As one who has pondered the question why so many would follow a figure like Donald Trump I found this analysis most interesting and pass it along for your consideration. It is important, I think, for us to understand the “Trump Phenomenon” as I have called it, since it seems we are now playing a totally different political game. The rules have changed and new players have emerged, many of them rather frightening.
In June, not long after Donald Trump wrapped up the Republican nomination, an unusual book by a first-time author named J.D. Vance entered the national conversation. Hillbilly Elegy was, in part, a captivating memoir — of an Appalachian childhood in an impoverished family he describes (with some exceptions) as shiftless and dysfunctional, and his improbable escape to Yale Law School and a business career in Silicon Valley. But it was also an exercise in explaining the milieu in which he was raised to the people who were now his peers — to whom a poor white boy from Kentucky is a being almost as exotic as (and considerably less sympathetic than) a Somali herdsman or a Bolivian peasant. And as one result, Vance has become the go-to source to answer the question that has echoed at cocktail parties all year from East Hampton to West Hollywood: What do those people see in Donald Trump?
And the answer is, they see a reflection of their own rage at a privileged world that is leaving them behind, that sneers at their parochial loyalties, their lack of education and refusal to take part in the global rat race. Disputing much of the commentary on the 2016 election, Vance told Yahoo News, “I resist the idea that this is a reaction to economic dislocation. What’s really going on is if you take rising rates of divorce and the heroin epidemic and everything else, there’s this sense of malaise. … Trump is the first person to recognize that there’s a lot of opportunity to exploit people’s frustration and sense of alienation.”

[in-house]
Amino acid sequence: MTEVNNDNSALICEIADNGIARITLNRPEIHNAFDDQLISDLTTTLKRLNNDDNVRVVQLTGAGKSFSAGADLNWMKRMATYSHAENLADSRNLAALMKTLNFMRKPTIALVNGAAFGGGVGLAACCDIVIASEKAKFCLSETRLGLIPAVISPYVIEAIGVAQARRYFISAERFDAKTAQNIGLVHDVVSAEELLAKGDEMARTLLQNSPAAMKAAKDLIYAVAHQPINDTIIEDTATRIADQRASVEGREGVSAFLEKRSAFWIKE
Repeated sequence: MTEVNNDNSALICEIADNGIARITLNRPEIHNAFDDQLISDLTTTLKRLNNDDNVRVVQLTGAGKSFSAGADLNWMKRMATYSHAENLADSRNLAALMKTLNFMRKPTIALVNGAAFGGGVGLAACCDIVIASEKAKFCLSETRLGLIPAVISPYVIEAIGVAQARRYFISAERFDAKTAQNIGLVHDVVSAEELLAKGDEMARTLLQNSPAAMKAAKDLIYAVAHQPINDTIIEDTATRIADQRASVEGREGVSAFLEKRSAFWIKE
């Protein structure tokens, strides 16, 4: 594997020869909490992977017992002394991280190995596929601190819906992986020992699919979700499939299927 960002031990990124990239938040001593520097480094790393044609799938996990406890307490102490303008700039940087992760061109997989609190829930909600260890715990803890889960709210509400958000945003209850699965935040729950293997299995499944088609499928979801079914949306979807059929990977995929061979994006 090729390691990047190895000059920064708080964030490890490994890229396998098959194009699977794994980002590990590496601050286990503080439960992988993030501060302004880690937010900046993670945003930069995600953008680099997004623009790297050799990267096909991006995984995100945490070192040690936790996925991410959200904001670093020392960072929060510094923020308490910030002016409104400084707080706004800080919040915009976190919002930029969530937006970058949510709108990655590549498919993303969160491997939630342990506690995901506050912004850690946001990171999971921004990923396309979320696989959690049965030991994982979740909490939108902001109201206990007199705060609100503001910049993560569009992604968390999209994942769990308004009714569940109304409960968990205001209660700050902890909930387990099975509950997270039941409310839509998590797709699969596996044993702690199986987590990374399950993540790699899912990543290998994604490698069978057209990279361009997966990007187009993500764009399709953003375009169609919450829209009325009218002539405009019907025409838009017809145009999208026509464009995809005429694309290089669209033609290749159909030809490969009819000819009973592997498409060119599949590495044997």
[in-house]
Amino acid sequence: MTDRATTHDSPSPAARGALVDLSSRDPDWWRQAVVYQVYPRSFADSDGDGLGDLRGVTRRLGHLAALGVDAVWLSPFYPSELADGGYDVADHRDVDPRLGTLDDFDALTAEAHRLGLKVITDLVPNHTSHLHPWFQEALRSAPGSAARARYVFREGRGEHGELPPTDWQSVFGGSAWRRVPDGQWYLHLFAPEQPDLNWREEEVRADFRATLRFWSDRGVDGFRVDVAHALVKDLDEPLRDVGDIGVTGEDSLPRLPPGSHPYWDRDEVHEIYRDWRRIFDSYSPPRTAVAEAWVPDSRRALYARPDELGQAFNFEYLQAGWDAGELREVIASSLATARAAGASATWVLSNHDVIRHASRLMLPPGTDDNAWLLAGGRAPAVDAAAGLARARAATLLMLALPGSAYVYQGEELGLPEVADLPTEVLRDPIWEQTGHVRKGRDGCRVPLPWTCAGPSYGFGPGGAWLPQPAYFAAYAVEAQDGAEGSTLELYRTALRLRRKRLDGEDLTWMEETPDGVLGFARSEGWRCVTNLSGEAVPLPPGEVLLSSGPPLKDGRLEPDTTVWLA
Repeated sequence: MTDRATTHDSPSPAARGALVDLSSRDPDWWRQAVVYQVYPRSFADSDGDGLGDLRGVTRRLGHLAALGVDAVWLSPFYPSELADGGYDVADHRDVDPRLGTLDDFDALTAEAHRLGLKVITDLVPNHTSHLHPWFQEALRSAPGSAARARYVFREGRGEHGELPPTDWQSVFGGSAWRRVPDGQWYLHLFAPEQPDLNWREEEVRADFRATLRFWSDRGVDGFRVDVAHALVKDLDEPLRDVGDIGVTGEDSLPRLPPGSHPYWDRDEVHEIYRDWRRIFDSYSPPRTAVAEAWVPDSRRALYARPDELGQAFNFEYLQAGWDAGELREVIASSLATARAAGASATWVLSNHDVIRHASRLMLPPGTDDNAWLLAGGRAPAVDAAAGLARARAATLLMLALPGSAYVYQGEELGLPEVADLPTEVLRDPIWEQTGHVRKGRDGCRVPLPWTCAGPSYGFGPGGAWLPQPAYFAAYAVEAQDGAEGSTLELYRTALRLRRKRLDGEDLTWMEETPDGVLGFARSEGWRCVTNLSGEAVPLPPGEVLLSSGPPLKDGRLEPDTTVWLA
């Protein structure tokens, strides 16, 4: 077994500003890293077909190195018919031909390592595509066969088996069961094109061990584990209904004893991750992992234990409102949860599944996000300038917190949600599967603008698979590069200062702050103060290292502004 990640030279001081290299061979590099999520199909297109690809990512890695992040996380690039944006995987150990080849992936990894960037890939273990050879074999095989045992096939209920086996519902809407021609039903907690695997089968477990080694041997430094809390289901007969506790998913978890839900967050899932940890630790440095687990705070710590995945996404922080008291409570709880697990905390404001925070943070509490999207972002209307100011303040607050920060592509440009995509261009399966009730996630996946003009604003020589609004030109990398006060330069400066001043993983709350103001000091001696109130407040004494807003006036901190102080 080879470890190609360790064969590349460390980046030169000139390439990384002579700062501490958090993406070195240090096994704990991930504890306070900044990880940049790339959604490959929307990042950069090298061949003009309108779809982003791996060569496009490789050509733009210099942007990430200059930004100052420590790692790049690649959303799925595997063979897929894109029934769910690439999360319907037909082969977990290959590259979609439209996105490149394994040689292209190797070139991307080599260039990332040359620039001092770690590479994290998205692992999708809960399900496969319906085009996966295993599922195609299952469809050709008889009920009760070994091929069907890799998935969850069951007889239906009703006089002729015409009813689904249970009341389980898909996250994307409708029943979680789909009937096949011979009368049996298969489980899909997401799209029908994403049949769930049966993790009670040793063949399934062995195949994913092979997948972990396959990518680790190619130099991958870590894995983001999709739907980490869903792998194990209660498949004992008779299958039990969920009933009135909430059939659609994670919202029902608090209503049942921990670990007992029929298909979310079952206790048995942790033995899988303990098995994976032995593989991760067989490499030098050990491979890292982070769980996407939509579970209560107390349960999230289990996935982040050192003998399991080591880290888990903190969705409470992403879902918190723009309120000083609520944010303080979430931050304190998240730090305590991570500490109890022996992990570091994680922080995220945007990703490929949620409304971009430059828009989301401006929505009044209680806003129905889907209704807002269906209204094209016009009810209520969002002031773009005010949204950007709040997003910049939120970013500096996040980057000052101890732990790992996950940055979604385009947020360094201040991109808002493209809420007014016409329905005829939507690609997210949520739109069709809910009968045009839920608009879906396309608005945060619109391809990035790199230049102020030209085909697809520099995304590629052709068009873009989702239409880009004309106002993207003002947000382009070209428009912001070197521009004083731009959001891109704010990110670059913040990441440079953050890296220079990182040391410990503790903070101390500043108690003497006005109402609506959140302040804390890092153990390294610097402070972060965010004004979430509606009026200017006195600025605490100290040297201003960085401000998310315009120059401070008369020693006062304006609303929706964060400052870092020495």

This message defies traditional left-right analysis: Vance is equally dismissive of the economic determinism of liberals and the “culture of poverty” rhetoric from the right, usually directed at minority families in big cities. Trump, Vance has written, brings out the worst in both sides; he “inflames the tribalism of the Right” and “encourages the worst impulses of the Left.”
“My sense is that most of the people that are voting for him at this point — it’s not really about him, it’s [a] cultural protest vote,” he told Yahoo in mid-October. “At the end of the day, we really have two cultures: the culture that I grew up in and the culture I encountered when I went to Yale Law School. My sympathetic view to where I grew up is that it’s not totally unjustified to say the elites of the country are really disconnected from or condescending to the pejorative ‘flyover country.’ It doesn’t give a lot of room for people to switch their vote to Hillary Clinton.” — By Jerry Adler
With all due respect to Mr. Vance there may be a sound reason why the “elites” (among whom I must include myself) have looked down on the “other culture.” They are not only angry and frustrated, they are also armed and dangerous. But, in the end, it is imperative that we try to understand one another if we are to live together and in this regard I thank Mr. Vance for this insight into another world.